You can also use the cover or the fullwidth template with your posts and pages. The full-width template works really well not just with block editor but also with other page builder plugins.

Overall, this is a beautiful theme suitable for both business websites as well as personal blogs.

New Features in The WordPress Block Editor

In 2018, WordPress released a new editor interface code-named ‘Gutenberg’. This new WordPress content editor, completely changed the writing interface in WordPress.

Subsequent WordPress releases has continued to improve upon it, and WordPress 5.3 will come with tons of enhancements to the block editor.

Here are a few block editor changes in WordPress 5.3 that you’d find useful.

The Group Block

The group block allows you to group blocks together. This handy block helps you organize your layout by dividing it into different groups.

Adding group block in WordPress 5.3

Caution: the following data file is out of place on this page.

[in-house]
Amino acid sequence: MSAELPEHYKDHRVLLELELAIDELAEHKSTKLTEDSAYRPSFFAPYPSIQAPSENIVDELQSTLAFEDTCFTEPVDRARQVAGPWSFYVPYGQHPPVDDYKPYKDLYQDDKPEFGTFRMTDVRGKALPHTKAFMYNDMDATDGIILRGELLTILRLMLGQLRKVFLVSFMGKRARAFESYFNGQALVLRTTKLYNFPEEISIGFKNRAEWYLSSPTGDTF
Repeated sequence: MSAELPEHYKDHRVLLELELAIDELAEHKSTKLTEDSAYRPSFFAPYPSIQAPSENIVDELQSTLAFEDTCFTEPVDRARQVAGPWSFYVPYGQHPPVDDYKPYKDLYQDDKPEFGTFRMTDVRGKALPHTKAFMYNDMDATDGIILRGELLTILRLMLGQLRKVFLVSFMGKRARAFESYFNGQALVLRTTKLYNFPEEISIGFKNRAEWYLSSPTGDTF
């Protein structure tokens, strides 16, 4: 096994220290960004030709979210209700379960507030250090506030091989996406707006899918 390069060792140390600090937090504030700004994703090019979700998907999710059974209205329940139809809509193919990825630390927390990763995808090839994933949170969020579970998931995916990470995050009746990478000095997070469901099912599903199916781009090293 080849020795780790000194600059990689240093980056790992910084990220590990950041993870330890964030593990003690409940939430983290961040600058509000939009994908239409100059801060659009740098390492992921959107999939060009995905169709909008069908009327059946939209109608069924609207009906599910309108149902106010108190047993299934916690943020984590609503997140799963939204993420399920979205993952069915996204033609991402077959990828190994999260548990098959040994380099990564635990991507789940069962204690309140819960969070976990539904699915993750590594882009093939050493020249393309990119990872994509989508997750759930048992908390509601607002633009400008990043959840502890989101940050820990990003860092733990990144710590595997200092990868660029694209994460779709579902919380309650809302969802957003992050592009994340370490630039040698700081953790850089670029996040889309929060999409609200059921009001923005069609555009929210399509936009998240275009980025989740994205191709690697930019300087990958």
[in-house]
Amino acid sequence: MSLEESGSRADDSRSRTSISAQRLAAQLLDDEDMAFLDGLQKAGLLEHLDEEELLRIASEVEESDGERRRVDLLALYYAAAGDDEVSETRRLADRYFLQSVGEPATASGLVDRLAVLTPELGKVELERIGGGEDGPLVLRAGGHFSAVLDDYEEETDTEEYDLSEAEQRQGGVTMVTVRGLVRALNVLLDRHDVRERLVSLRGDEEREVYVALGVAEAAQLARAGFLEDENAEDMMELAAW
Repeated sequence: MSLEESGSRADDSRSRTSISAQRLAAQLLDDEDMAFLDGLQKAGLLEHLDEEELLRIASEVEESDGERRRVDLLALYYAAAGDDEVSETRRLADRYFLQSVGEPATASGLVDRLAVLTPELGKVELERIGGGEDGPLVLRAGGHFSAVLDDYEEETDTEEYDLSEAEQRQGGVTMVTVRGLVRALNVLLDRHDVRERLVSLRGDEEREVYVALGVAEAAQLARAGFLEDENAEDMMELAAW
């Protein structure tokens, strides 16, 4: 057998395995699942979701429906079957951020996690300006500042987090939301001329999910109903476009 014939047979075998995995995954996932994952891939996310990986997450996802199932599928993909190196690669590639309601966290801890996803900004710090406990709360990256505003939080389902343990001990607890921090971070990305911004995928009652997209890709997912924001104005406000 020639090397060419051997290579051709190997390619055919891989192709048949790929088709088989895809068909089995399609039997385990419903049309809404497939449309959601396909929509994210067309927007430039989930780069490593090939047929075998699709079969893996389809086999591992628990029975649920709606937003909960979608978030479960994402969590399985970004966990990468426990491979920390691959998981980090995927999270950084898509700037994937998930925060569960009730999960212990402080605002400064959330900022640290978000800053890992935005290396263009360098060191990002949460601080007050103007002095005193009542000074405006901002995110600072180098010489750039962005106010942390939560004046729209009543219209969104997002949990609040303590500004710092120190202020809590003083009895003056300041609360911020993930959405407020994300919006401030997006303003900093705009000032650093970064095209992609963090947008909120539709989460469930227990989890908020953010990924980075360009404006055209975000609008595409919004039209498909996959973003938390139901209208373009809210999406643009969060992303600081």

You can set the group width to be wide or full-width, and choose a background color for the group container.

You can add new blocks into a blank group or select multiple blocks, and add them to the group. This allows you to interact with these blocks together. For example, you can put different blocks into one group, and then save it as a reusable block.

The Columns Block

Columns provide another way to create interesting layouts in the WordPress editor. WordPress 5.3 comes with some major changes to the columns block.

First, you can set a layout for columns and adjust their width.

Adjusting columns width

Secondly, you can set an individual column to be wider, and the rest of the columns will automatically adjust.

The placeholder to add blocks inside a column is now clearly visible making it easier to use.